A dazzling new release from the Natural History Museum takes you on a tour of the world’s most fascinating and impressive shells. In her book “Interesting Shells” senior curator for the Natural History Museum, Andreia Salvador, proves that there’s no one-size-fits-all when it comes to the structure of marine mollusks, and there’s some serious construction going on among our ocean’s smallest residents.
Here, she reveals some highlights from the book, her career, and what’s it like working towards your dream role in a prominent museum.
What do you do?
I am the Senior Curator of Marine Molluscs for the London Natural History Museum.
What did it take to get here?
I have a biology degree from the University of Evora in Portugal. Right after finishing my degree, I worked for nine months at the Museum of Centro Portugues de Actividades Subquaticas (C.P.A.S.) in Lisbon. After that it was a struggle to find a job in a Portuguese museum, so in 2004 I decided to move to London to volunteer at the Natural History Museum.
I thought it would be the best place to learn more about curation and collections, to get more experience and to improve my CV. In 2011, after many temporary jobs in different sections at the Museum, I moved to the Mollusca Section, the place where I always wanted to work and where I started originally as a volunteer.
How did you first become interested in shells?
I have been interested in shells since I was a child. I have very fond memories of my family, during our holidays in Portugal, collecting cockles and clams by the sea for lunch. And we also collected the beautiful shells that you can find on the sand.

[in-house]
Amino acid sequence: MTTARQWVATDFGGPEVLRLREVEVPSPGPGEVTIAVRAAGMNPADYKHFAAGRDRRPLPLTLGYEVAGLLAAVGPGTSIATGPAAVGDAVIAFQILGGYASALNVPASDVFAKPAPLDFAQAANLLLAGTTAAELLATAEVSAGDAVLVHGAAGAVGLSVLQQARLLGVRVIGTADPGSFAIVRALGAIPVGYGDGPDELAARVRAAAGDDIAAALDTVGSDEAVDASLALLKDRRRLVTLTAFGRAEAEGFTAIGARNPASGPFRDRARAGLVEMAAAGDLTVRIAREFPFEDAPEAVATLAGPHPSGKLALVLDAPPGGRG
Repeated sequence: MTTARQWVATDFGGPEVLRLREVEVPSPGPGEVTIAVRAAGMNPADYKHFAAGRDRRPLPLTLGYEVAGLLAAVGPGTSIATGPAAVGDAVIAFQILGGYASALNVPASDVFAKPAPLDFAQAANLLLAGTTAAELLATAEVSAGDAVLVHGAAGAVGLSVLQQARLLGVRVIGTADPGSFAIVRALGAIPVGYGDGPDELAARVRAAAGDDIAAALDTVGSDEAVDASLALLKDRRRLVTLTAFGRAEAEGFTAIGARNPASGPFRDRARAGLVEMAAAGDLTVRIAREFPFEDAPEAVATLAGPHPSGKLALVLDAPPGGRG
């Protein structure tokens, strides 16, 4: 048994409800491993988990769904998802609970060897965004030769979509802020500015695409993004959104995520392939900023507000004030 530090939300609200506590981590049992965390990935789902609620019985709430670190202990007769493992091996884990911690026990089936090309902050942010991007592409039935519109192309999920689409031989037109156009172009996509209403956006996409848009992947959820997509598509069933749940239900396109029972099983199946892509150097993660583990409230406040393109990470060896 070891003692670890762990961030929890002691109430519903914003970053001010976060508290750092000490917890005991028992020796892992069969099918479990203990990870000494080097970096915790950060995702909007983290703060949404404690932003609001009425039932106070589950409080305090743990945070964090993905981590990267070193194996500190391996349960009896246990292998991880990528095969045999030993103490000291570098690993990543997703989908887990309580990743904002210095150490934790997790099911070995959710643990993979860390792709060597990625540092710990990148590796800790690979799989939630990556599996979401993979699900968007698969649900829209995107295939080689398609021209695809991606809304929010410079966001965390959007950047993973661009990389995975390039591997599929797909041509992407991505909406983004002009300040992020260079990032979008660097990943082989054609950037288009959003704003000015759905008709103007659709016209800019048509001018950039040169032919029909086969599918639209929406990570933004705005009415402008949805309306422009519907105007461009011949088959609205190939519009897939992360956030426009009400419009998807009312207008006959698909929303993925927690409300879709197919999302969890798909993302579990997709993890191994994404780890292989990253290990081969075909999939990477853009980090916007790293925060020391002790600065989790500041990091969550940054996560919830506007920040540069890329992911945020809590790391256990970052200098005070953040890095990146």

I used to take them home, where I would clean and catalogue them. Even before I realised, I was already curating my private shell collection. Unsurprisingly when I had to choose the subject of my thesis at university, molluscs were the obvious choice.
Do you have a personal favorite from the book?
I wrote 121 stories in the book, some old favorites that I usually mentioned during talks, tours or other museum events, and others that were completely new to me.
I selected shells that I associate with my family, my country, my friends, or my colleagues, but my favorite shell is the carrier shell, genus Xenophora. This marine snail collects and attaches objects to the edge of its shell, resulting in a mini collection that they carry with them all the time.
What do you hope people will take away from reading it?
I wrote stories that you can expect from a shell book, like shell biology, the ecology and behaviour of molluscs, but I also wrote lesser-known stories of collectors and collections. Also, of the importance of molluscs in food, fashion, architecture, art, religion and sport.
My stories are as diverse as the beautiful shells illustrated in this book, so I hope that the reader will be surprised and will learn a new fact (or two).
Any advice for aspiring shell enthusiasts and collectors?
Spotting shells is very easy, and it is very tempting to bring them home as mementos of your lovely holidays. However, be mindful of the legislation as you might need a permit to collect the shells, but also export and import licenses or you’ll be in trouble. My advice is this: keep it simple, take a beautiful picture and leave the shell behind.
You can find out more about the book and get your copy here.